In a recent op-ed piece in the Washington Post, columnist Michael Gerson observes that Christian conservatives are finding themselves under increasing cultural stress. This stress is not only coming from outside, but also from inside, primarily from the millennials in their midst.
“Whatever else traditional religious views may entail,” he writes, “they involve a belief that existence comes pre-defined. Purpose is discovered, not exerted. And scripture and institutions – a community of believers extended back in time – are essential to that discovery.” He notes, correctly I think, that this is NOT the spirit of our age.
I might add that this is especially not the spirit of our age in North America. The prevalent North American conception of the self has more in common with Invictus – I am the master of my fate, I am the captain of my soul – than the Christian notion that I am the purposeful creation of a loving God. The consequences of radical self-construction range from a self-promoting me-first attitude that undercuts any notion of community, to abject despair that one’s life is worth anything at all.
Unlike Gerson, I do not think that this mindset affects only the millennials. I think it affects all but perhaps the oldest members of our churches. In fact, I have a hunch that this attitude was caught by the millennials not so much from society, but from their parents, as Christian Smith suggests.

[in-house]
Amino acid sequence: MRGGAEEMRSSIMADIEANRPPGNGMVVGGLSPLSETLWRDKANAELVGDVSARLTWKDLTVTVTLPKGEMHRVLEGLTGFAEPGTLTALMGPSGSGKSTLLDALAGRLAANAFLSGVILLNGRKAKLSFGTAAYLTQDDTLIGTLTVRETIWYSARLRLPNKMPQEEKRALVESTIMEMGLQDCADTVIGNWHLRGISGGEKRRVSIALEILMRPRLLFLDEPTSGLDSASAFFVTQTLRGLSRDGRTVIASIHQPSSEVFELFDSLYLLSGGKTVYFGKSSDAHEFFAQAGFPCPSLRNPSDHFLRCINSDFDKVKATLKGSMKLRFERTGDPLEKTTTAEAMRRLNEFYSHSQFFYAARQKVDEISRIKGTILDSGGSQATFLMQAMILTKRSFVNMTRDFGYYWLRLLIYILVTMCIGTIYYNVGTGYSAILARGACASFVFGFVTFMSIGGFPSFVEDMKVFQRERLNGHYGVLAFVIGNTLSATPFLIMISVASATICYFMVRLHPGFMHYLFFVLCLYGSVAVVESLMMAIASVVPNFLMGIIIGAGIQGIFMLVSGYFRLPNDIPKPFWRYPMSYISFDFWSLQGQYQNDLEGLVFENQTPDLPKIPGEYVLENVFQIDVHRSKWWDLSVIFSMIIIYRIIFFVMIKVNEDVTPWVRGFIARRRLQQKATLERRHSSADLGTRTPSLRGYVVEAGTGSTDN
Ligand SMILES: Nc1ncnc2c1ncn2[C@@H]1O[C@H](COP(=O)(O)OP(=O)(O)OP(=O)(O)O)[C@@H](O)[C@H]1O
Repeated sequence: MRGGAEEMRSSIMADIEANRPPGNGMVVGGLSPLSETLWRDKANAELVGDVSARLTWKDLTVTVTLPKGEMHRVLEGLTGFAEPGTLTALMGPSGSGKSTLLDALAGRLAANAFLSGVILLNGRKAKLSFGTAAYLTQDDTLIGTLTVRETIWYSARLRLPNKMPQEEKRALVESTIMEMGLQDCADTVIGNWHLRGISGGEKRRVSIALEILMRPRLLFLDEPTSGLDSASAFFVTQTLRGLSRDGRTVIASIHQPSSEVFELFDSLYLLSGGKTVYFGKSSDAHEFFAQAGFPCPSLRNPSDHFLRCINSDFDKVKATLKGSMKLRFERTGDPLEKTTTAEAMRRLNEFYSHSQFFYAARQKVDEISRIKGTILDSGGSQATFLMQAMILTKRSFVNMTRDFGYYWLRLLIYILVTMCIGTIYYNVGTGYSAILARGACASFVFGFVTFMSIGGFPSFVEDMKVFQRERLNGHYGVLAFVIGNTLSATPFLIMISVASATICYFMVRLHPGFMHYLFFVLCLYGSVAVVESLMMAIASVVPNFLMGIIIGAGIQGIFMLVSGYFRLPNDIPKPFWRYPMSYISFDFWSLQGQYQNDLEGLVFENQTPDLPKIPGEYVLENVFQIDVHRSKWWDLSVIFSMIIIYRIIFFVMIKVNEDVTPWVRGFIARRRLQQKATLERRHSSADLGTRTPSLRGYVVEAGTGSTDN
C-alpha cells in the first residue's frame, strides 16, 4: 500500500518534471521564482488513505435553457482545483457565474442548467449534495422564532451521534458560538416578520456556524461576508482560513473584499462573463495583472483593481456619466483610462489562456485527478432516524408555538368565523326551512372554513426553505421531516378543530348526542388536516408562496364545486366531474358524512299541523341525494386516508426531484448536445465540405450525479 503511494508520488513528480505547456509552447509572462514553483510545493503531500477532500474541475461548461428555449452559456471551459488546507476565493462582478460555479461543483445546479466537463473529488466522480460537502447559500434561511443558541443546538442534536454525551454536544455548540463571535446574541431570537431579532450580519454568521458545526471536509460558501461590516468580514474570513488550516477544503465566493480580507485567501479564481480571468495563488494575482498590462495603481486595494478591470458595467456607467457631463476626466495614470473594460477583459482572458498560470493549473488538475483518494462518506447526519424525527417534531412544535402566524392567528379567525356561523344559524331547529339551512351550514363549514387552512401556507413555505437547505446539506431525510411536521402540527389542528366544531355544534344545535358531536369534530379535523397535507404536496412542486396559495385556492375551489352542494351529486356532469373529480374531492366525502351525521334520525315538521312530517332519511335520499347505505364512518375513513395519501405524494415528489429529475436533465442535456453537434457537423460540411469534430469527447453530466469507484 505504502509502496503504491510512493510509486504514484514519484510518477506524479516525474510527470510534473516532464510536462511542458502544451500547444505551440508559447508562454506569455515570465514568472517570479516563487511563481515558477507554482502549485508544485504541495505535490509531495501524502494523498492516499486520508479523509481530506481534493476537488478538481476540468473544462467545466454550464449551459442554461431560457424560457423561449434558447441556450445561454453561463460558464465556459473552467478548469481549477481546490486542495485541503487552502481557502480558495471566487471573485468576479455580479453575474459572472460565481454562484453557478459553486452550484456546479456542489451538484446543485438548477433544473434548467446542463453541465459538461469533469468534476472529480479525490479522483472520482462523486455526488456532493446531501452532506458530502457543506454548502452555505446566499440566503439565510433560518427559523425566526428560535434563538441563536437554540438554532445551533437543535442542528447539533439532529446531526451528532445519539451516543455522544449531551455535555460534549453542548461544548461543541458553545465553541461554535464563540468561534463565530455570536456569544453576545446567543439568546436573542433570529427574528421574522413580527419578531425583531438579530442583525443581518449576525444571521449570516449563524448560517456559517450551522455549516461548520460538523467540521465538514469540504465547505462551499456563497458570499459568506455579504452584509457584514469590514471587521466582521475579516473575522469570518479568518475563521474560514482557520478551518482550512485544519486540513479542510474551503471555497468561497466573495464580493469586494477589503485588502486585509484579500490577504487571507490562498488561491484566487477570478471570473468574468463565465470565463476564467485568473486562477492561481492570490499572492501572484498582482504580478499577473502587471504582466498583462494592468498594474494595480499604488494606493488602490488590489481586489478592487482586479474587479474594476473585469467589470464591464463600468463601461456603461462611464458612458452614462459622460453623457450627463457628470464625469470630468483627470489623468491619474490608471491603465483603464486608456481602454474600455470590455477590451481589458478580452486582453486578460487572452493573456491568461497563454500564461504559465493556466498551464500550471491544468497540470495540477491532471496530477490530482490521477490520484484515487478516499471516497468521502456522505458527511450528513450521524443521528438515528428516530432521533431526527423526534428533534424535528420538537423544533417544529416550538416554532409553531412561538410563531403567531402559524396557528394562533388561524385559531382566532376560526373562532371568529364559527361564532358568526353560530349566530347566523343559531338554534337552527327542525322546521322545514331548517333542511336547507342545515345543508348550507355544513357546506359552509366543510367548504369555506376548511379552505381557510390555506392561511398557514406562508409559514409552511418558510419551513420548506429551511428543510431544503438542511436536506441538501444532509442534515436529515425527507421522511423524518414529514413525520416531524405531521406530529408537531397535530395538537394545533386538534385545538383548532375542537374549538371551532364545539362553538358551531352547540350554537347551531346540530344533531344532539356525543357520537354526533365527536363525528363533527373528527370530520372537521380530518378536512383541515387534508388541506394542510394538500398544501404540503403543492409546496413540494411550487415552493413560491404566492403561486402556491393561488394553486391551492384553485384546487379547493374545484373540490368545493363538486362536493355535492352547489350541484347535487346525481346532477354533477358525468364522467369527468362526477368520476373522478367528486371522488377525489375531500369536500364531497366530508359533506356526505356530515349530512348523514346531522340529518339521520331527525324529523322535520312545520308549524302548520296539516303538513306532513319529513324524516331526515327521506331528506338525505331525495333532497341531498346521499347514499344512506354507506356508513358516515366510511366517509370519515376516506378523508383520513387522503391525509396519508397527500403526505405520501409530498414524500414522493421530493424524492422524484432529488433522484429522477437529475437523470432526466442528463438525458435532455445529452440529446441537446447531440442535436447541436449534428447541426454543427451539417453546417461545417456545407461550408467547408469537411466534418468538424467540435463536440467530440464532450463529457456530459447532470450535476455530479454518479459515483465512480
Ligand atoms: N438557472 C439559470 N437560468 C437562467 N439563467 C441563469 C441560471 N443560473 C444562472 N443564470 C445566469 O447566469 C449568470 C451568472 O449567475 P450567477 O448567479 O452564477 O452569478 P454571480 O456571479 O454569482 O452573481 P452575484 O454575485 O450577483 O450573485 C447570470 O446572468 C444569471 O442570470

When I think about what it means to be the church in the 21st century, to be a missional church, I wonder whether part of our mission is to help people, maybe especially young people, realize that this pernicious cultural value of self-construction runs counter to everything the Gospel of Jesus Christ teaches. In other words, your worth does not come from striving for success, changing styles or attitudes to fit the next cultural expectation of “cool,” or any other form of self-constructed meaning. These will eventually leave you empty and exhausted.
The Gospel teaches grace.
Your worth comes from the fact that God chose to make you, die for you, and save you from every impulse to self-construct. In fact, there is nothing you actually do to make yourself more acceptable to God, to construct yourself in a way that would render you worthy of his love. Rather than a promise of temporal goods that only add to your exhaustion, grace promises rest.
The only thing grace requires is open hands to receive this most precious of gifts.